Browsing the blog archives for October, 2018.

Amazon’s New Minimum Wage


Effective November 1, Amazon will pay all of its employees a minimum of $15 per hour. According to CEO Jeff Bezos, “We listened to our critics, thought hard about what we wanted to do, and decided we want to lead. We’re excited about this change and encourage our competitors and other large employers to join us.” Bezos also said he will campaign for a higher federal minimum wage as well.

Many in the establishment media applauded Bezos’ “leadership” on the issue. Of course, higher wages are always welcome when they are not mandated by government. But I’m much more critical of Amazon.

Bezos claims that the decision emanated from serious contemplation about “doing the right thing.” But the U.S. economy is strong, unemployment is down, the number of unfilled jobs has increased substantially, and the Christmas shopping season is around the corner. Amazon had to address the wage issue for competitive reasons. This was an economic decision. All the talk about “wanting to lead” is dribble.

If you think I’m too hard on Amazon, consider that he is now campaigning for a higher mandated minimum wage. Lest you think this is out of a sense of “social responsibility,” recall that this political effort comes after Amazon announced its own plans to raise wages. Bezos is simply mandating that his competitors be required to do what he has now determined is best for Amazon. Why can’t other retailers make their own decisions about wages? If Walmart decides to start its workers at $18, should politicians mandate that Amazon do the same?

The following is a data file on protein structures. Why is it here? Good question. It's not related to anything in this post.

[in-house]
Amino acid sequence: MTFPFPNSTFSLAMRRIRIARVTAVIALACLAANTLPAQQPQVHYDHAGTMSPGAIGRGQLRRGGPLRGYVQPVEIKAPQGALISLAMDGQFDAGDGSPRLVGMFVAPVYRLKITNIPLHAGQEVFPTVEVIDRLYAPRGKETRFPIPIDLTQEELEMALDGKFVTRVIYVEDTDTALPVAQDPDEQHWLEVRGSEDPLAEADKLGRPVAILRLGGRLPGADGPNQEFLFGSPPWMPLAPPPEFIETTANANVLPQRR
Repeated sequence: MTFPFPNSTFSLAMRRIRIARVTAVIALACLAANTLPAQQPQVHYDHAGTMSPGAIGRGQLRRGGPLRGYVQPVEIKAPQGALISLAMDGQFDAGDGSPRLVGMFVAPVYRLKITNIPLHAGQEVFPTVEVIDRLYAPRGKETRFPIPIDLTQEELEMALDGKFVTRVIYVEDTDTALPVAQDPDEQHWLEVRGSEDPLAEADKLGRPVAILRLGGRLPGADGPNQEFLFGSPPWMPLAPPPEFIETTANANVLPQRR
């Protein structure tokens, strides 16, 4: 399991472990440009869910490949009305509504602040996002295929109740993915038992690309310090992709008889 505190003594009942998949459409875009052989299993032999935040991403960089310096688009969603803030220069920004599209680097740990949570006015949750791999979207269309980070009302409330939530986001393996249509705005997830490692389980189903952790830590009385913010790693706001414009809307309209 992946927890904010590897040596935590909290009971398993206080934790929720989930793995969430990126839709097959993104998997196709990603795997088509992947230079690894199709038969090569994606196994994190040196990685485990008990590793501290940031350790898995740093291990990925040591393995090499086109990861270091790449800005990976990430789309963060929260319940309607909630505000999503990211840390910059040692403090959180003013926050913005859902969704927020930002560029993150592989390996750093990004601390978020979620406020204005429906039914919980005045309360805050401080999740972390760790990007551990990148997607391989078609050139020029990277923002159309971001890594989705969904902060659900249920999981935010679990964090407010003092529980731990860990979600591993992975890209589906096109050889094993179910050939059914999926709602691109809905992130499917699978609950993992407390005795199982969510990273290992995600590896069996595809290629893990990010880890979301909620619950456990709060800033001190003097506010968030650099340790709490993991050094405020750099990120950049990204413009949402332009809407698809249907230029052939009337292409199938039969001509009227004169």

Amazon has grown exponentially because Bezos had the opportunity to chart a different course for the company without undue interference from Washington. But now that Amazon is better able to absorb the costs of a higher minimum wage and other political mandates, his tune has changed. It’s time to cut through executive doubletalk like this. Bezos should have the freedom to run Amazon the way he sees fit, but he should respect the rights of his competitors to do the same.